Udall, Bennet, Colorado LGBT community laud Senate passage of DADT repeal

Udall, Bennet, Colorado LGBT community laud Senate passage of DADT repeal

Colorado Democratic Sens. Michael Bennet and Mark Udall today were joined by the state’s gay and lesbian activist groups in cheering the 65 to 31 Senate vote to repeal the “Don’t Ask, Don’t Tell” policy that bars gay men and women from serving openly in the military.

“It it past time to repeal ‘Don’t Ask, Don’t Tell’ and confer dignity and a basic civic right to Americans who have signed up to defend our country,” Bennet said in a release. “No longer will well-performing service members be discharged or denied the ability to serve in the military based on sexual orientation.

“It is not only wrong; it undermines our national security and flies in the face of our national values. We don’t tolerate this kind of discrimination in the private sector, and should not do so in our Armed Forces either. Our military leaders say we should move forward with repeal, and the American people agree.”

Eight Republicans crossed party lines to vote for the bill, co-sponsored by Udall, who serves on the Senate Armed Services Committee. The bill survived a filibuster attempt by Republicans earlier in the day, but now will be sent to President Barack Obama for his signature.

The bill compels the U.S. Department of Defense to implement the new policy in a way that protects national security. U.S. Defense Secretary Robert Gates and Chairman of the Joint Chiefs of Staff Admiral Mike Mullen had recently urged the Senate to lift DADT.

“The U.S. Senate took a giant step forward today toward enhancing our national security by allowing all Americans to fight for their nation regardless of whether they are gay or straight,” Udall said in a release.

“Once the Department of Defense certifies that it is ready to allow fully open service, it will be a proud day for our nation. Never again will a soldier, a translator, a jet mechanic, or others in our Armed Services lose their job merely because of who they love. Instead, their love of country – and a willingness to sacrifice their lives – will be the paramount factor in their service.”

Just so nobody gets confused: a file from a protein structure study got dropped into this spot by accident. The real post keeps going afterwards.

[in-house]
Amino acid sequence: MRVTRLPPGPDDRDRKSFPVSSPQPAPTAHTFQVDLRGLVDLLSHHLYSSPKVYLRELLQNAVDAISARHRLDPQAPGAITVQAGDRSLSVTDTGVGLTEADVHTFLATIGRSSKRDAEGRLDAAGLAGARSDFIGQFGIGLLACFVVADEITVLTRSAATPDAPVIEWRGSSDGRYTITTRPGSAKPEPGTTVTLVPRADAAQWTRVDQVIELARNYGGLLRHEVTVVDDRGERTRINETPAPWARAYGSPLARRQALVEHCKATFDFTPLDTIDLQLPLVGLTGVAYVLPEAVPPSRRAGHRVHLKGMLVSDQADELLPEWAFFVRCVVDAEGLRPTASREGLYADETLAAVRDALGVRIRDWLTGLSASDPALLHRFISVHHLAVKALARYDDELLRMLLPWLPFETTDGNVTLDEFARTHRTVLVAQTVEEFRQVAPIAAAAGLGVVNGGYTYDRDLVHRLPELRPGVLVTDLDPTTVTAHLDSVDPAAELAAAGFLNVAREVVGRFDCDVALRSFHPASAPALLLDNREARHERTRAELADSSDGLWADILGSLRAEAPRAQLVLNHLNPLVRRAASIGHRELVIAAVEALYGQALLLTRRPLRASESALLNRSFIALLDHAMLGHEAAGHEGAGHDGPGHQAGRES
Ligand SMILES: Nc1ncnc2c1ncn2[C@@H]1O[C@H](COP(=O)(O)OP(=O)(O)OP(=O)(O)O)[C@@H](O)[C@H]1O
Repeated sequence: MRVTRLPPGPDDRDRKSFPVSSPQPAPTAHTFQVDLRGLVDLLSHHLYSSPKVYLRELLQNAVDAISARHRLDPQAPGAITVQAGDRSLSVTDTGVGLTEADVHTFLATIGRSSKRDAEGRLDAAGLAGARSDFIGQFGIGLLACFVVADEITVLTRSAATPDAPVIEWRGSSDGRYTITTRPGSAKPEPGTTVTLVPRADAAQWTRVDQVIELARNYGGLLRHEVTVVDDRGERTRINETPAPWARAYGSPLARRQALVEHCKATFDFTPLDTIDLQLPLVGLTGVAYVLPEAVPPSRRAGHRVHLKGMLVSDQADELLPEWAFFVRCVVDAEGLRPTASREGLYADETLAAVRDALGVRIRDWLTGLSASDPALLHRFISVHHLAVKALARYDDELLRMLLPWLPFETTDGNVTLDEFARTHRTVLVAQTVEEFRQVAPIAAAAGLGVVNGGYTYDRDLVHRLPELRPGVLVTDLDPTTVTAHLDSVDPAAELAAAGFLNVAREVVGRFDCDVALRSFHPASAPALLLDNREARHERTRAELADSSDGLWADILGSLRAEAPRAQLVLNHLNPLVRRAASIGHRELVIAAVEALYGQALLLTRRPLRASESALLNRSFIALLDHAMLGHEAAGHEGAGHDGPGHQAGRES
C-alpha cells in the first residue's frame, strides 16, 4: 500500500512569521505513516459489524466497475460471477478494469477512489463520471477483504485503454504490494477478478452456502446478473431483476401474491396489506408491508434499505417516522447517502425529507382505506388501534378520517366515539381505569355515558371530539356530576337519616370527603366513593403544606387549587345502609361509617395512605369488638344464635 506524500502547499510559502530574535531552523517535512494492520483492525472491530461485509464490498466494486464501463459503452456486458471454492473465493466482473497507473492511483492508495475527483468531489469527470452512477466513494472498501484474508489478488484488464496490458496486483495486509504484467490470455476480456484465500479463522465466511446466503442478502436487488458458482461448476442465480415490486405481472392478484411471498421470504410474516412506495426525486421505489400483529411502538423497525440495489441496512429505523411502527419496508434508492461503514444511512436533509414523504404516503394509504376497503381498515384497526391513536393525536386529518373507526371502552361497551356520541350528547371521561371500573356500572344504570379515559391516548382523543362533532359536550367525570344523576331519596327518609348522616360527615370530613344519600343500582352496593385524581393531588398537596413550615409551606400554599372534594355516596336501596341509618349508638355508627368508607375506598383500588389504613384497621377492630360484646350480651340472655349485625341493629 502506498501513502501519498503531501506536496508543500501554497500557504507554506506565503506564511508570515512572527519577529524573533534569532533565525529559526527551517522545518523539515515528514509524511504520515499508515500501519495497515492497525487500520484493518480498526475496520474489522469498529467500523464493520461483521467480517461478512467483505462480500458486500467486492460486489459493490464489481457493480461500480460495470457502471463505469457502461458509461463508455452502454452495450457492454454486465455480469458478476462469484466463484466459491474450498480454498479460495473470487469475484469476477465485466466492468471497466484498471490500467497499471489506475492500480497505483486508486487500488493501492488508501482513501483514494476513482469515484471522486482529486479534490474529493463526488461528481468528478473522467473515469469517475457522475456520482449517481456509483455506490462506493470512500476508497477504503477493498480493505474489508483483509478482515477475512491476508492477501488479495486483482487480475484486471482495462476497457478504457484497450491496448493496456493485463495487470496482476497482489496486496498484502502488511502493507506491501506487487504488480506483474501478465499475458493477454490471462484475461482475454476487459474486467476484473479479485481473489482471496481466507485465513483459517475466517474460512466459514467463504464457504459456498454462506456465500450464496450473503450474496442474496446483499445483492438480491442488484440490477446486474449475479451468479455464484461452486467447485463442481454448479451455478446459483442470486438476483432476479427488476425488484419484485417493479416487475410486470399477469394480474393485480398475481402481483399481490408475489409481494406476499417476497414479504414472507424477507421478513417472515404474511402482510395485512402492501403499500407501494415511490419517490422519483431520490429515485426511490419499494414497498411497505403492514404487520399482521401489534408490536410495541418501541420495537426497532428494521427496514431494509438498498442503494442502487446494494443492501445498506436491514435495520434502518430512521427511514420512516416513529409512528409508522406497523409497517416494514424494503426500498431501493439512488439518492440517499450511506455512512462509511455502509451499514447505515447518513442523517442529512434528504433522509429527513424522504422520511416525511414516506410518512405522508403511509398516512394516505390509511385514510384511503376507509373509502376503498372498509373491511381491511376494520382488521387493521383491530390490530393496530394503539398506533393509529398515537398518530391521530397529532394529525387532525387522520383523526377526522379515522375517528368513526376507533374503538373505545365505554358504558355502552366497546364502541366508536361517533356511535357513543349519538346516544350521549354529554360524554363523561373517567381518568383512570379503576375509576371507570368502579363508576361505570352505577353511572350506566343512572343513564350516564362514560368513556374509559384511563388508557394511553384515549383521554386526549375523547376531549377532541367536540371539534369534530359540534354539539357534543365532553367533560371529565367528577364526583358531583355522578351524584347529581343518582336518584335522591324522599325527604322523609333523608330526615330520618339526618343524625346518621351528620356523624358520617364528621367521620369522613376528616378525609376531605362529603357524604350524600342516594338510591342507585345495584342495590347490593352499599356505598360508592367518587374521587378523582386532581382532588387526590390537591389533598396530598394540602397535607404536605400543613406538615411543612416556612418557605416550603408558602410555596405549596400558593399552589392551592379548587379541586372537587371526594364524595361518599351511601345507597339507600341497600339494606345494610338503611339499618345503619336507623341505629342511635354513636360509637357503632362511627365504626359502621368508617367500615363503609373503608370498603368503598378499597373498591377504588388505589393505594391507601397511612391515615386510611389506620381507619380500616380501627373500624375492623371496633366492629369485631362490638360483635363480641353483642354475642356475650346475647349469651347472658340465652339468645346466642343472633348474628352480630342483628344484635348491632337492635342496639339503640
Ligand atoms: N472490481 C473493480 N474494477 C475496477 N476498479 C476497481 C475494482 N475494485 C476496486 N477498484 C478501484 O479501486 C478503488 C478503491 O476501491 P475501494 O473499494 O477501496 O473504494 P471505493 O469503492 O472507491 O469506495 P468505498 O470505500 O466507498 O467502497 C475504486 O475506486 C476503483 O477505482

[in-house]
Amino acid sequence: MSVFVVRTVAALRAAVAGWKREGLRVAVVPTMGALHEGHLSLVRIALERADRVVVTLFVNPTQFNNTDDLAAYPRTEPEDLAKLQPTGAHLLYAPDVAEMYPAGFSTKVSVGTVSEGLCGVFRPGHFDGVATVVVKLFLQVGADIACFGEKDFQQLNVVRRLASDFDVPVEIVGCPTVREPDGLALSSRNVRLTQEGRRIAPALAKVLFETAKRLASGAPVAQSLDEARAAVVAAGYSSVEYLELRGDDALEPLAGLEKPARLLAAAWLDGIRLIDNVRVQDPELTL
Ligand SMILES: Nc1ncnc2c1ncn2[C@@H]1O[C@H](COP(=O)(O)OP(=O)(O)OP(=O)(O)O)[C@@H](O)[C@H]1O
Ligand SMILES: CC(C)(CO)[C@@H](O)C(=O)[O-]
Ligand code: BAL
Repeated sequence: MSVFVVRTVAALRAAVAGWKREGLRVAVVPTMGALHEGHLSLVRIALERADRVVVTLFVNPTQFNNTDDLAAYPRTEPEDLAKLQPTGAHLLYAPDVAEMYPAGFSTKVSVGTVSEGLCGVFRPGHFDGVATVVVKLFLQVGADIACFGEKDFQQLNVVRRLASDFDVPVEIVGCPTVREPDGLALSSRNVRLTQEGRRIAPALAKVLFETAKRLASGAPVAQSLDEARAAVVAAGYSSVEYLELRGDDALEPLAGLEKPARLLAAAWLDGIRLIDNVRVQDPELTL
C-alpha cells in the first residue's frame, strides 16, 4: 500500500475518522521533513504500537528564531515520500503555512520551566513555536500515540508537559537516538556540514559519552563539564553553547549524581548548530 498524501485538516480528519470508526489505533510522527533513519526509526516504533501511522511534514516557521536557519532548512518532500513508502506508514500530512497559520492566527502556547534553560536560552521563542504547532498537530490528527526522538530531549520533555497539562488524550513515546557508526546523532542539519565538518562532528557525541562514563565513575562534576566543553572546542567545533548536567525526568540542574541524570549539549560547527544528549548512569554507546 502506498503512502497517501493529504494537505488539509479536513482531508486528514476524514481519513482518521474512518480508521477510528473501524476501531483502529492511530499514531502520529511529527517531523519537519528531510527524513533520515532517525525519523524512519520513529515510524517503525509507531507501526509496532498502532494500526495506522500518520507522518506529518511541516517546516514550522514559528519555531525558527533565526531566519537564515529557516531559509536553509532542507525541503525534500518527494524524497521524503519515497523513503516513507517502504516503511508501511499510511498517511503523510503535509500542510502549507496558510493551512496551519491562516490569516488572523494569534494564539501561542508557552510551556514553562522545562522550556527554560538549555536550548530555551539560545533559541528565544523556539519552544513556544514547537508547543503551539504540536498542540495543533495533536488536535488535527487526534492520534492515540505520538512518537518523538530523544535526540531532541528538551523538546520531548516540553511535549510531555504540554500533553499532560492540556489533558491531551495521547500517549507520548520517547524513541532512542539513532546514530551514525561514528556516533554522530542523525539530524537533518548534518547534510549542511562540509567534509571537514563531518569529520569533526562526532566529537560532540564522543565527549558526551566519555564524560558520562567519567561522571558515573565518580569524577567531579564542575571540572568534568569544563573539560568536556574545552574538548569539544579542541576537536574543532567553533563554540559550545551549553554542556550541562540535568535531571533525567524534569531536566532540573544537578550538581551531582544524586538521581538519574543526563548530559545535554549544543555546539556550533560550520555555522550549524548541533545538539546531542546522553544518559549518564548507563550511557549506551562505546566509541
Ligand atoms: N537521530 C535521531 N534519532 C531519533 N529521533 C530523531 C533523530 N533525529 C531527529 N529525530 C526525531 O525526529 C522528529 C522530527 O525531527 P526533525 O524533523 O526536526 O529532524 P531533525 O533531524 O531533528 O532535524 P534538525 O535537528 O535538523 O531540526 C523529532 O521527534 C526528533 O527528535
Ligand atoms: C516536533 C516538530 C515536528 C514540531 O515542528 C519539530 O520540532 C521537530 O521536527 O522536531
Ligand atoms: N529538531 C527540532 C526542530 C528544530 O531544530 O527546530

The Gay, Lesbian, Bisexual and Transgender Community Center of Colorado (The Center) lauded the Senate vote after the bill passed out of the House last week. Center officials said “this vote means the military’s 17-year prohibition on gays and lesbians serving openly in the military is a step closer to ending.”

After the president, Secretary of Defense and the Joint Chiefs of Staff certify the lifting of the ban, it’s expected to go into effect within 60 days.

“We are pleased that the Senate listened to the American people, who overwhelmingly approve of gays and lesbians being able to serve openly. Repealing it is the right thing to do,” said Center spokeswoman Heather Draper. “Don’t Ask, Don’t Tell has long infringed on the fundamental rights of gay and lesbian military men and women, which has been painfully obvious since the policy was implemented in 1993.”

Organizing for America-Colorado (OFA-CO) State Director Jennifer Cheyne released this statement after today’s vote:

“OFA supporters in Colorado are celebrating the Senate vote to repeal the archaic ‘Don’t Ask, Don’t Tell’ policy. Repealing ‘Don’t Ask, Don’t Tell’ is something OFA supporters care very deeply about and they have been working hard urging Senators to support ending this discriminatory policy.

“Thanks to the leadership of President Obama and members of Congress, brave men and women will soon be able to serve openly and proudly in our Armed Forces regardless of their sexual orientation. Repeal of ‘Don’t Ask, Don’t Tell’ will strengthen our national security and is a major step towards equal rights in our country.”

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About the Author

David O. Williams

is an award-winning reporter who has covered energy, environmental and political issues for years. His work has appeared in the New York Times, Chicago Tribune and Denver Post. He's founder of Real Vail
and Real Aspen.

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